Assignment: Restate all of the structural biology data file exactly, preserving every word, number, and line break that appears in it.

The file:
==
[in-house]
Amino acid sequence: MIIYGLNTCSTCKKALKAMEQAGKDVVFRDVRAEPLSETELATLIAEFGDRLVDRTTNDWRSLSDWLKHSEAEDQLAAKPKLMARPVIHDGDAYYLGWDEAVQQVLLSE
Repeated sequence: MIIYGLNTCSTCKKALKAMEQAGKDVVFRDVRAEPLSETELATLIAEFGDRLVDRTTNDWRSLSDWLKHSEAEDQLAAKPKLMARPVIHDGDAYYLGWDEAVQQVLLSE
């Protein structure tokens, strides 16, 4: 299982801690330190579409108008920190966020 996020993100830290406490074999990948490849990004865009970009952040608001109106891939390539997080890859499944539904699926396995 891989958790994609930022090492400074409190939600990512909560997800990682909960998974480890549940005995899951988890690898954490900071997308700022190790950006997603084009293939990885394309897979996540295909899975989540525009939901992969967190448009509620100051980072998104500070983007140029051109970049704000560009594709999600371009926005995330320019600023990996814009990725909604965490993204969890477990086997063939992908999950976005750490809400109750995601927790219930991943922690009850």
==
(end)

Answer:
[in-house]
Amino acid sequence: MIIYGLNTCSTCKKALKAMEQAGKDVVFRDVRAEPLSETELATLIAEFGDRLVDRTTNDWRSLSDWLKHSEAEDQLAAKPKLMARPVIHDGDAYYLGWDEAVQQVLLSE
Repeated sequence: MIIYGLNTCSTCKKALKAMEQAGKDVVFRDVRAEPLSETELATLIAEFGDRLVDRTTNDWRSLSDWLKHSEAEDQLAAKPKLMARPVIHDGDAYYLGWDEAVQQVLLSE
């Protein structure tokens, strides 16, 4: 299982801690330190579409108008920190966020 996020993100830290406490074999990948490849990004865009970009952040608001109106891939390539997080890859499944539904699926396995 891989958790994609930022090492400074409190939600990512909560997800990682909960998974480890549940005995899951988890690898954490900071997308700022190790950006997603084009293939990885394309897979996540295909899975989540525009939901992969967190448009509620100051980072998104500070983007140029051109970049704000560009594709999600371009926005995330320019600023990996814009990725909604965490993204969890477990086997063939992908999950976005750490809400109750995601927790219930991943922690009850």